The 3W map is one of the key components of the unified KM system and serves as a project portfolio management tool. 

The 3W map is one of the key components of the unified KM system and serves as a project portfolio management tool.  IGAD Drought Disaster Resilience and Sustainability Initiative (IDDRSI) signed in 2012, focuses on a multi-sector and holistic approach to drought. It responds to the underlining causes of drought emergencies by putting in place 4 inter-related Priority Interventionas Areas to effectively and pro-actively reduce humanitarian crises. Based on IDDRSI, IGAD Member states developed their respective Country Programming Papers (CPP) and IGAD Regional Programming Paper (RPP). 

Defining Resilience

While there are several definitions of resilience, these tend to share three common elements:

I.The Capacity to bounce back better after a shock.

II.The capacity to adapt to a changing environment.

III.The transformative capacity of enabling institutional environment.

 Relevant resilience programming thus requires a good understanding of resilience dynamics and related dimensions. 

Why a “Who is doing What and Where” 3W MAP?

Drought resilience requires a holistic and multi-sectoral development approach. The “Who is doing what and where “3W map gives decision makers and concerned managers an easy platform for resilience monitoring and planning. This planning becomes possible by using a web-based map to know:

Who is involved? What is being implemented? And where are investments taking place?


Who is involved? Identifying partners with interests in investing in a region is important. It can be important to help identify opportunities for mutual cooperation. It is also very helpful as it allows for capturing and leveraging successful experience developed by implementing government bodies and non- government organizations.


Relevant resilience programming thus requires a good understanding of resilience dynamics and related dimensions. 


 What is being implemented? what are the activities being implemented by other sectors and partners?  What has been achieved until now in terms of the identified resilience objective? This is vital to avoid the duplication of efforts. It is also important for identifying potential gaps and investments needs. Are new initiatives integrated and built to provide complementarily to existing investments?


Where are investments taking place? Do they reflect effectively the cross-border dimensions of shared ecosystems? Do they look at the dynamic movements of pastoral communities? Are benefits being equitably distributed between communities?

Following the development of the resilience investment map for Kenya, IGAD Knowledge Management team is extending the development of this programming and monitoring tool to Ethiopia. 

Accessing the IGAD Drought Disaster Resilience Investment Map

The investments map of IGAD is a place where initiative in the IDDRSI programming papers is reflected. The Prototype map is accessed by visiting the following sites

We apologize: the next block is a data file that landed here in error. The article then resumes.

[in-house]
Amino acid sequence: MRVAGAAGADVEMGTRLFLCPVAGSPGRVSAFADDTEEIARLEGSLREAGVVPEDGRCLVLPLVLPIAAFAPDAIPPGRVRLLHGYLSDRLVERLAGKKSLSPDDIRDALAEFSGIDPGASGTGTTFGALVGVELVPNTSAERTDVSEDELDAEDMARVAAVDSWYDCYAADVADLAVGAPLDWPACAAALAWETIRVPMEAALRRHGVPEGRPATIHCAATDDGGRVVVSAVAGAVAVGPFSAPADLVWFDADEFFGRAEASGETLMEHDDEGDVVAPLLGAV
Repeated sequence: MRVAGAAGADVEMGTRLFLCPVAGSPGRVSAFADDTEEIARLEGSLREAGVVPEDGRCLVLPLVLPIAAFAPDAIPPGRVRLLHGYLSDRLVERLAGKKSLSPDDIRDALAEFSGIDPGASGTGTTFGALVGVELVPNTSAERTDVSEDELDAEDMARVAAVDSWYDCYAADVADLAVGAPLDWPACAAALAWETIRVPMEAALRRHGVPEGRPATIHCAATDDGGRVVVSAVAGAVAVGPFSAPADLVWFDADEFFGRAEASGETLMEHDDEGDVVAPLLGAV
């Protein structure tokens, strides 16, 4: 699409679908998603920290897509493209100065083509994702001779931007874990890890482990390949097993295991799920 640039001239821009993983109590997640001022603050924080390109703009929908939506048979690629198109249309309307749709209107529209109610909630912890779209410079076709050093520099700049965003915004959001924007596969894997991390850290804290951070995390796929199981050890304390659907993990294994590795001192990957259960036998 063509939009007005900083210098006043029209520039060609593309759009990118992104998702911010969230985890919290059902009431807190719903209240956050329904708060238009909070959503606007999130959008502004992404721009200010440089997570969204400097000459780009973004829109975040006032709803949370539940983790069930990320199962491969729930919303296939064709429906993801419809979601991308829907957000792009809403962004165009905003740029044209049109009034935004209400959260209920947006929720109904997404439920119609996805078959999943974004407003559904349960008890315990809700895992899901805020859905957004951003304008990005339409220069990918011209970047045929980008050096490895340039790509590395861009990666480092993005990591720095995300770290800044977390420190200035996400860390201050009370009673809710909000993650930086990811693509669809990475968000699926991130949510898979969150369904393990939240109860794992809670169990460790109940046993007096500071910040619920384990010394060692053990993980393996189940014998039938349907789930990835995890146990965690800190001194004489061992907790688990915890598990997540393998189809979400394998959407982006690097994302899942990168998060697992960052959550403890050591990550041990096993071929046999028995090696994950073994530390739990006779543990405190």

Latest News

The 9th IDDRSI Steering Committee meeting on 17th and 18th December 2018 at the Sheraton Hotel, Djibouti Ville, Djibouti

The IGAD Drought Disaster Resilience and Sustainability Initiative (IDDRSI), conducted its 9th Steering Committee meeting on the 17th and 18th of December 2018 in Djibouti. The meeting was supported by the European Union (EU) and the Federal German Ministry of  Economic Cooperation and Development (BMZ) within the framework of the "Strengthening the ability of IGAD to promote resilience in the Horn of Africa’ project". The project in support of IGAD, is implemented by the Technical arm of the German Development Cooperation (GIZ). The meeting that attracted the participation of close to 70 experts from the different IGAD Member States and IDDRSI Stakeholders, resulted in the reaffirmation and adoption of new recommendations. The latter focused on issues such as cross border programming, the role and format of the Steering Committee, gender dimensions as well as other IDDRSI related priorities.

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Resources and KM tools


  • The IGAD region covers an area of 5.2 million km2
  • IGAD region has a population of more than 240 million people
  • The region is endowed with a considerable range of natural resources, with a huge potential for a variety wealth creation and progress.
  • About 70% of the IGAD region comprises arid and semi-arid lands (ASALs) that receive less than 600mm in annual rainfall and are characterized by recurrent drought.
  • Over the years, severity and frequency of droughts have been increasing and desertification, land degradation, global warming and related climate change phenomena exacerbated it
  • The IGAD region has a strategic place in the Horn of Africa.
  • IGAD is focused for regional economic cooperation and integration.
  • The ultimate goal of IGAD is the welfare of its population in the form of human security and to maintain peace and security for sustainable development

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